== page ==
O Me of Little Faith

O Me of Little Faith

In Remembrance: Coloring and Context

You know what image from 9/11 sticks with me the most? It’s not the footage of the planes, the burning buildings, the destruction, the ash-covered firefighters, or the chaos of the streets. Yes, I think of those things when I think of September 11th — I won’t and can’t forget them — but I think of them in a very different context.

That context is the carpeted floor of my living room at the time, where, after work, I watched news footage that evening with my wife and my 17-month-old daughter. My daughter and I were lying on our tummies, on the floor, scribbling in a coloring book together.

She was facing away from the TV, oblivious to what was happening on the screen and in Lower Manhattan. I was coloring a kitty cat’s face, looking up at the TV every once in awhile, and trying not to cry.


When I think of 9/11, I think of that moment, with her. I don’t know what it says about me, psychologically or emotionally, but I do know that it helps me put all the controversy that has erupted in relation to the anniversary this year — the proposed mosque/community center, the threatened (and now, apparently, suspended) Koran burnings from a church in Florida, the Muslim cabbie stabbing in late August — in a different kind of context.


It’s not in a context of hate or intolerance or us vs. them. It’s not in a context of religion or geo-politics. But it IS in the context of our future, and of my daughter’s innocence during that moment, and of how we’ve tried to raise her in the years since, and of what dreams and hopes I have for her in the years to come (as well as for my son, who was born a couple years later).

And in that context, I keep reminding myself of these three things, echoing my friend Sarah Cunningham in this excellent post from a few weeks ago:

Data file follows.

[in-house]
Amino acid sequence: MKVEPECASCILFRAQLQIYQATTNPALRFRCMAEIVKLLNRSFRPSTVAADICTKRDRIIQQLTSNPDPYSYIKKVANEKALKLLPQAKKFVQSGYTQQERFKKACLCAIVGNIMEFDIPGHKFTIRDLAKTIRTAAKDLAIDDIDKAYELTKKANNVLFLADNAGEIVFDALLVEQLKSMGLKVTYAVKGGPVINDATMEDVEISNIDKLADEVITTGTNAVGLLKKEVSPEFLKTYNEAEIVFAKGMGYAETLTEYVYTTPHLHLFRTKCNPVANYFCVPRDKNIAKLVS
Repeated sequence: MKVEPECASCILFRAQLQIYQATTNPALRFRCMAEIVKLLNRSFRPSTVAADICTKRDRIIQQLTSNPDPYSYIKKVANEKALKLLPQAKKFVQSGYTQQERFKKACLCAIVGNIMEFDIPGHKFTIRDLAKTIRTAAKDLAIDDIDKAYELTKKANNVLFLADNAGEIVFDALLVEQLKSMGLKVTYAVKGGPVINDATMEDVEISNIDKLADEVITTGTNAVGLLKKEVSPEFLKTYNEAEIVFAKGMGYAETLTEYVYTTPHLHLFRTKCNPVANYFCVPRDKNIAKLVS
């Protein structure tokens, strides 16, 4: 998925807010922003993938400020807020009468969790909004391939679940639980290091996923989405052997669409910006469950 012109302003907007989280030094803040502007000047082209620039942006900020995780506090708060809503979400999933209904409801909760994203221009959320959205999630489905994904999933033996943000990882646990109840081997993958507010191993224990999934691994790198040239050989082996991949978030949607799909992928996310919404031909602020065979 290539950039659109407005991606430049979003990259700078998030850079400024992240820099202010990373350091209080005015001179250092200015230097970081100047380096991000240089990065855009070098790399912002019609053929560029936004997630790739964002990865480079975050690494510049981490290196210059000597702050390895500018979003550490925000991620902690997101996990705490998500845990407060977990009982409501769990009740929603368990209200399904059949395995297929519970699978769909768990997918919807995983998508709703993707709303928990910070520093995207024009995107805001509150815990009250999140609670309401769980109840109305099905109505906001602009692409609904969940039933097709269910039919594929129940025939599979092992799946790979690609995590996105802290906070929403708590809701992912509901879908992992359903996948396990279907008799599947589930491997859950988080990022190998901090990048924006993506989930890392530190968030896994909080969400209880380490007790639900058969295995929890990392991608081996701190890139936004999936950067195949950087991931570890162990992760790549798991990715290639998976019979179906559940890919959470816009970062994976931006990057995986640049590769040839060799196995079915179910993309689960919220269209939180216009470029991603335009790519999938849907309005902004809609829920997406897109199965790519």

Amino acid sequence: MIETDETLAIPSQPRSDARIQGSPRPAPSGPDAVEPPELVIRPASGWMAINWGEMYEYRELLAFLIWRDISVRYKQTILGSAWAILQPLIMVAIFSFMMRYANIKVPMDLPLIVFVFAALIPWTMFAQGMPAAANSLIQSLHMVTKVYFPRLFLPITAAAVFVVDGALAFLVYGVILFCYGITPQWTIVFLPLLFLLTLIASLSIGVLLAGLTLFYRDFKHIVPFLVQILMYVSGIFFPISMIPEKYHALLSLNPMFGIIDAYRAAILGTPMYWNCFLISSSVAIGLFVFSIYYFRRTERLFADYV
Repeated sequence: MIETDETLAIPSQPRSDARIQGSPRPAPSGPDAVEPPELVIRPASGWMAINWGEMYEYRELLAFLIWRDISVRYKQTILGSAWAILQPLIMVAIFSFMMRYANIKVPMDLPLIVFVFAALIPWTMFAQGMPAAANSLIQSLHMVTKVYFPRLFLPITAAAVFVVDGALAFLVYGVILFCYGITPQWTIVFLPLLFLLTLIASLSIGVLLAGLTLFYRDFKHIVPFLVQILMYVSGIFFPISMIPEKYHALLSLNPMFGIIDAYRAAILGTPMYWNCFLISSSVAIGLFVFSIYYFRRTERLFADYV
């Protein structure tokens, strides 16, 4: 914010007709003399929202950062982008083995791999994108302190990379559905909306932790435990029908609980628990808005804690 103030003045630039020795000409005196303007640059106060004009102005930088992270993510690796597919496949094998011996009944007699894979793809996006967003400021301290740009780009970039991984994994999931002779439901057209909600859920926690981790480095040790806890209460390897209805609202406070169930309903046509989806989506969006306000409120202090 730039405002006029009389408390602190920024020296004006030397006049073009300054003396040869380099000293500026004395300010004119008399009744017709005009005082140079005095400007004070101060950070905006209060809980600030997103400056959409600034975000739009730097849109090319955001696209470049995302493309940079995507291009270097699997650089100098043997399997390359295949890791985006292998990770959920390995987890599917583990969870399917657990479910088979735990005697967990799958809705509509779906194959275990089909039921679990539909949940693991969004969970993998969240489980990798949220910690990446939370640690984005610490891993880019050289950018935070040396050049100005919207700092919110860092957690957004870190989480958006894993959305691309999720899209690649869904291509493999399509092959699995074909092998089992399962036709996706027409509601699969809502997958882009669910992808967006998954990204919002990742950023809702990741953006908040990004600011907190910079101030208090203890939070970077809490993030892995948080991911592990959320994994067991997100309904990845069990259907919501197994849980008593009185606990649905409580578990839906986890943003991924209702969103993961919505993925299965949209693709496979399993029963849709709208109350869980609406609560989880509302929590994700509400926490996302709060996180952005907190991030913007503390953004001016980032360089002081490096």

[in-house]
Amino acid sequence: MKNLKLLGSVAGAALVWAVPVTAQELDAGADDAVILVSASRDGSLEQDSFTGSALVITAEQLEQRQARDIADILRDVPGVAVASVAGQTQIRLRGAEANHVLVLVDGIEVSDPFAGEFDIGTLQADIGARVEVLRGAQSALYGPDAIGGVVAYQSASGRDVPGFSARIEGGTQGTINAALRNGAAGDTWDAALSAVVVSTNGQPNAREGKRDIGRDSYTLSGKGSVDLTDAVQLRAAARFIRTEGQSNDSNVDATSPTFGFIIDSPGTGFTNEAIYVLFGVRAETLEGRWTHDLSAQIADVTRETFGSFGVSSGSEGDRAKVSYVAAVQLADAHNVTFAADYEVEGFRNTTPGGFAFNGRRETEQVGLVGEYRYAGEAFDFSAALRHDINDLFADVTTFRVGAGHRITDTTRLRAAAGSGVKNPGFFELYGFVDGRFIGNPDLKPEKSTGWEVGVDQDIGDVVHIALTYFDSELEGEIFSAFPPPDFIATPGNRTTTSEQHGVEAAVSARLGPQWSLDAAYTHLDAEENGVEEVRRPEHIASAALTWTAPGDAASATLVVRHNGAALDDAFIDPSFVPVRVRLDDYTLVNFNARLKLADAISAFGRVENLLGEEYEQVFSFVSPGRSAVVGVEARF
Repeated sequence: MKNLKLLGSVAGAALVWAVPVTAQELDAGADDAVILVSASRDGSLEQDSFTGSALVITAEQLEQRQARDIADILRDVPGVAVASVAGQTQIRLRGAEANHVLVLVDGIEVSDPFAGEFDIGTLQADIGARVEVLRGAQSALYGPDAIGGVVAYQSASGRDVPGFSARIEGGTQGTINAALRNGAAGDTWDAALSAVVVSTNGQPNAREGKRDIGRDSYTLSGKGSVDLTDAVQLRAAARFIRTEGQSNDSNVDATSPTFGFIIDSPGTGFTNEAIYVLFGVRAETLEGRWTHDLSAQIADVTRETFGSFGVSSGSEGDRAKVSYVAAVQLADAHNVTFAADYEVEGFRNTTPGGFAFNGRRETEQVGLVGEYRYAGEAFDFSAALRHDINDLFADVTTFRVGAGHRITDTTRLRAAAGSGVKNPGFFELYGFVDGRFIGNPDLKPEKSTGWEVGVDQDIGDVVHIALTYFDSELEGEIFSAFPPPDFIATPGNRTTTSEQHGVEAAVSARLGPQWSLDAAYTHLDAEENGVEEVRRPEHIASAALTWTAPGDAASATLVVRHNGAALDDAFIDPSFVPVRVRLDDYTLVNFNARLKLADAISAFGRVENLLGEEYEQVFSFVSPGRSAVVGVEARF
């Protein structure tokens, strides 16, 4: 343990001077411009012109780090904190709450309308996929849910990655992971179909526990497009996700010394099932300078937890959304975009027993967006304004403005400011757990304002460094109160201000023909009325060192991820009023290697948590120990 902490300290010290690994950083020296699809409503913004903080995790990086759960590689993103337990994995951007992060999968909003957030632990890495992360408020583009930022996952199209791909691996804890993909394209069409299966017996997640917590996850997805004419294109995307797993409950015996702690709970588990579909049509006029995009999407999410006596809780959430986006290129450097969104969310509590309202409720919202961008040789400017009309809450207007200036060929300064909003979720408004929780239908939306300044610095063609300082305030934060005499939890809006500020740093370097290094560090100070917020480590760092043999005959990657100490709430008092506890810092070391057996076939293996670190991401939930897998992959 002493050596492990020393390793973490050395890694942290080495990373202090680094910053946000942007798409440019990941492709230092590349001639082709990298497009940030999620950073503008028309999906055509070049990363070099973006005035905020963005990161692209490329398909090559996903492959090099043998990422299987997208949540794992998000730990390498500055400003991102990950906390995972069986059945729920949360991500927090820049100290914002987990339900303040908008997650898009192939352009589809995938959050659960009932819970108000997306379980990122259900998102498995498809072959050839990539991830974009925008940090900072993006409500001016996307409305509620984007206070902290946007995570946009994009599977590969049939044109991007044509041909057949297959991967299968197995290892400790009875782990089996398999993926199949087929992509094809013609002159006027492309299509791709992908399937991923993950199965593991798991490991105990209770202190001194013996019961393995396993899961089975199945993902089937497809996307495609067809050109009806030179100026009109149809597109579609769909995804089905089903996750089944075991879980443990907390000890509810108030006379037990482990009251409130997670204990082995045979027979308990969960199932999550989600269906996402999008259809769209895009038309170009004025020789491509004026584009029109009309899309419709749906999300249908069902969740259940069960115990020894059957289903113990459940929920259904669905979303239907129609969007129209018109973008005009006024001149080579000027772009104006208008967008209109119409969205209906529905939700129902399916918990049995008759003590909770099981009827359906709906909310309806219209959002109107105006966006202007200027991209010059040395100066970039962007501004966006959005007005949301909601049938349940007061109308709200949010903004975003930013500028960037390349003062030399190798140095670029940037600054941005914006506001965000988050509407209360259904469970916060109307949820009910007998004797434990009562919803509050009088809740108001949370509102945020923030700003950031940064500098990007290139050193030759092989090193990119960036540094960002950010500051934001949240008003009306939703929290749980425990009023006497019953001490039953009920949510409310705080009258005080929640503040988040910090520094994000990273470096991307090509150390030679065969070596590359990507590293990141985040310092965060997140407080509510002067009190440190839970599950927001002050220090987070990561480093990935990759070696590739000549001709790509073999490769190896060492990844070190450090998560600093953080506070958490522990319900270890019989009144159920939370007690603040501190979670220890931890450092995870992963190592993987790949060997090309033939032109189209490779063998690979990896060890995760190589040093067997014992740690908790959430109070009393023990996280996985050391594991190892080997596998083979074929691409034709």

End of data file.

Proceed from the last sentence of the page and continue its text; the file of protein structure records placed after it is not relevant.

1. Jesus said the entire Law was summed up in the command “Love your neighbor as yourself.”


2. Jesus told his followers to “love your enemies.”

3. Jesus told his followers to “pray for those who persecute you.”

As Christians, regardless of how we feel about Muslims, the mosque, the Koran, the pastor in Florida, the terrorists, the Tea Party, the president’s religion, or the sanctity or secular-ness of Ground Zero, I am pretty sure that one of those three options applies.

Love your neighbor. Love your enemy. Pray for your persecutors.

All of those options are about love, grace and healing. I’m enough of a realist to know that such lofty concepts aren’t always possible among humans — especially humans operating within a complex world of hatred and distrust — but that doesn’t mean they can’t be something we strive for.


And that doesn’t mean they can’t be attitudes I try to adopt today, in remembrance, as a Christian. As a father. As an example to the little girl with the coloring book and the impossibly blond hair, for whom I grieved on September 11, 2001, as I took note of the world she’d be growing up in.


For what it’s worth, Sarah Cunningham (mentioned above) spent two weeks at Ground Zero right after the attacks, as a volunteer supporting rescue efforts. She describes this in her book, Picking Dandelions: Discovering Eden Among Life’s Weeds, and Zondervan is giving away the full electronic version of the book starting next week. It’s worth picking up for the Ground Zero section alone. Details here.